Intended for healthcare professionals

Rapid response to:

Head To Head

Is the timing of recommended childhood vaccines evidence based?

BMJ 2016; 352 doi: https://doi.org/10.1136/bmj.i867 (Published 23 February 2016) Cite this as: BMJ 2016;352:i867

Rapid Response:

Re: Is the timing of recommended childhood vaccines evidence based?

Dr. Anand refers to an article by Douglas Opel and 5 pediatric colleagues in Seattle. They go against official policies of the CDC, AAP and AMA by suggesting that non-medical exemptions in the U.S. should be permitted for all vaccines except measles. They assert that, except for measles, policies eliminating NMEs are scientifically and ethically problematic. They are strong vaccine advocates, but believe in balancing the competing values of individual liberty and the common good. Furthermore, they believe that a less restrictive policy on NMEs is more justifiable, sustainable, and enforceable and will be better for public health in the long run. (Pediatrics. 2016;137(4)e20154230. Seattle Times 3/17/16).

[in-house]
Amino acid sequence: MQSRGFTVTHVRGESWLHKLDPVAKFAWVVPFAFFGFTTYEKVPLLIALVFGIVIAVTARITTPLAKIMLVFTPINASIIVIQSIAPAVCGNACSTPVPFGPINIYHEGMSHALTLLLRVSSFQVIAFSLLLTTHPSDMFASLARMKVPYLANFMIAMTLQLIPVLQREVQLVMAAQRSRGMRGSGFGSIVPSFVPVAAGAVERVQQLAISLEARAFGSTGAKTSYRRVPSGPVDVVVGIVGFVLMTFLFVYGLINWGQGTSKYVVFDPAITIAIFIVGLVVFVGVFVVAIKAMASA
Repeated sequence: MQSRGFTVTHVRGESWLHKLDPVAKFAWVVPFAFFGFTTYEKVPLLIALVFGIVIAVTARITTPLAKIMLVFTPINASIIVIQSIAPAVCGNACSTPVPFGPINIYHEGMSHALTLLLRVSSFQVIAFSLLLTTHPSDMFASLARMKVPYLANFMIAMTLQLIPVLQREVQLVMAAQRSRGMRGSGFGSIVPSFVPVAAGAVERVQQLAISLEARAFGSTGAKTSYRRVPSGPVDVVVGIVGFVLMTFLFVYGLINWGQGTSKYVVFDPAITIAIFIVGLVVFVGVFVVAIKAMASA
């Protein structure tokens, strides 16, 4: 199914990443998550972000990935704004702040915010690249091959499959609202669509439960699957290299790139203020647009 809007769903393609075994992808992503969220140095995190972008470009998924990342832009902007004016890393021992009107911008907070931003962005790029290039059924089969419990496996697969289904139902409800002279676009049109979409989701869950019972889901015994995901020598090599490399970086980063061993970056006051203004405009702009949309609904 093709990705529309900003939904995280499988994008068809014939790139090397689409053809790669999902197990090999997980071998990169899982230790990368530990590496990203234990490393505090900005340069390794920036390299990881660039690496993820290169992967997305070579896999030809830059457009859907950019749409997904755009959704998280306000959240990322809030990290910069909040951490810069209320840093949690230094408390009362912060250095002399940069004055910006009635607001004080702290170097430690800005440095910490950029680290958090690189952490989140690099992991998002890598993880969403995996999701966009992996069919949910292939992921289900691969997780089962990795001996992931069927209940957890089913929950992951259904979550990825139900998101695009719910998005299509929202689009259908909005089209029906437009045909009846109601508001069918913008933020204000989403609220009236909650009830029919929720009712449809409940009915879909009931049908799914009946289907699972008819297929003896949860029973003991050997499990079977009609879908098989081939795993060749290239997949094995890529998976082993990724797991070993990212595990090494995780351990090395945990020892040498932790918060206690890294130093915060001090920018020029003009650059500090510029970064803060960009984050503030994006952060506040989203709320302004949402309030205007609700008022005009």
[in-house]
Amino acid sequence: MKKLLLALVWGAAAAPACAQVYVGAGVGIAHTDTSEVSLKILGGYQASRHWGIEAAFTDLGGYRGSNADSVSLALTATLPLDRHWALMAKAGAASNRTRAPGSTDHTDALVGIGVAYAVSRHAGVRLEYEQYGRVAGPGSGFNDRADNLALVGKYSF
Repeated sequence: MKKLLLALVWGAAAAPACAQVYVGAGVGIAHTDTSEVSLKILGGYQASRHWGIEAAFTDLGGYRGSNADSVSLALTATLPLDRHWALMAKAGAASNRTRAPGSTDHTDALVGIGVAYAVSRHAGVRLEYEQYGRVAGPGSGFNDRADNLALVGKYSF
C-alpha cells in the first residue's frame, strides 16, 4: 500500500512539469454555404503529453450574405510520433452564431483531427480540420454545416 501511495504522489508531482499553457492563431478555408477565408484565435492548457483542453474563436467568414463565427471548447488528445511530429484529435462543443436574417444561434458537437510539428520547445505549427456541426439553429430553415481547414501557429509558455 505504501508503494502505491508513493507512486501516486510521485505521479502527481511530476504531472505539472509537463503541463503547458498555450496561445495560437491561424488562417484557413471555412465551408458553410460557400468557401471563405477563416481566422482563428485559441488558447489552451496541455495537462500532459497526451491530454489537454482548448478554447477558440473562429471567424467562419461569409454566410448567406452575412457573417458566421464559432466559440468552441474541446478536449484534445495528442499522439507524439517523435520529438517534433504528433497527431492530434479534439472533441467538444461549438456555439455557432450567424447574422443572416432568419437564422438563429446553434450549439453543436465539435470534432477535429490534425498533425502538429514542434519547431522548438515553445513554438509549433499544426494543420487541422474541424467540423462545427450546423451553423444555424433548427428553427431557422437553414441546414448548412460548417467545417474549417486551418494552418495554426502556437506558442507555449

I suspect this view will strict a chord in many conscientious professionals who believe that vaccine officialdom has gone too far with vaccine mandates. (Cunningham, BMJ 2015;351:h4576). I believe we would have less difficulty balancing individual liberty and the common good and would have healthier populations if the authorities admitted that the safety and cost-effectiveness of many vaccines are not that certain.

Competing interests: No competing interests

26 March 2016
Allan S. Cunningham
Retired pediatrician
Cooperstown NY 13326 USA